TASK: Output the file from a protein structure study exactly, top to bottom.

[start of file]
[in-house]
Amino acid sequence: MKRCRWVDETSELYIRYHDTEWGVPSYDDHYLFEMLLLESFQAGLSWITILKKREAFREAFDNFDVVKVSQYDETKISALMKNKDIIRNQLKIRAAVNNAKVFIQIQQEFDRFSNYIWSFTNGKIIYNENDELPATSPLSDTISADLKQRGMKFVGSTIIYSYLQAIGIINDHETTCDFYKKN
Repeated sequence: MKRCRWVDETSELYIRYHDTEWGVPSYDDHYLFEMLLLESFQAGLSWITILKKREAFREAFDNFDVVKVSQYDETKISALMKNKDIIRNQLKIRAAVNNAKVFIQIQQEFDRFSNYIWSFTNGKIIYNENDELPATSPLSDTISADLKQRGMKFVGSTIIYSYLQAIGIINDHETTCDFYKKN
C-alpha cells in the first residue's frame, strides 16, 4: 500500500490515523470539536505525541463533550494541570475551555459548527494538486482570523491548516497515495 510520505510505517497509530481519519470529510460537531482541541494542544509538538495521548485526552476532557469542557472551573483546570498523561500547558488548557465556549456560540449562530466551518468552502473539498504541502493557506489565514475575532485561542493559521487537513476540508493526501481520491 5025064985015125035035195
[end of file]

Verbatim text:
[in-house]
Amino acid sequence: MKRCRWVDETSELYIRYHDTEWGVPSYDDHYLFEMLLLESFQAGLSWITILKKREAFREAFDNFDVVKVSQYDETKISALMKNKDIIRNQLKIRAAVNNAKVFIQIQQEFDRFSNYIWSFTNGKIIYNENDELPATSPLSDTISADLKQRGMKFVGSTIIYSYLQAIGIINDHETTCDFYKKN
Repeated sequence: MKRCRWVDETSELYIRYHDTEWGVPSYDDHYLFEMLLLESFQAGLSWITILKKREAFREAFDNFDVVKVSQYDETKISALMKNKDIIRNQLKIRAAVNNAKVFIQIQQEFDRFSNYIWSFTNGKIIYNENDELPATSPLSDTISADLKQRGMKFVGSTIIYSYLQAIGIINDHETTCDFYKKN
C-alpha cells in the first residue's frame, strides 16, 4: 500500500490515523470539536505525541463533550494541570475551555459548527494538486482570523491548516497515495 510520505510505517497509530481519519470529510460537531482541541494542544509538538495521548485526552476532557469542557472551573483546570498523561500547558488548557465556549456560540449562530466551518468552502473539498504541502493557506489565514475575532485561542493559521487537513476540508493526501481520491 5025064985015125035035195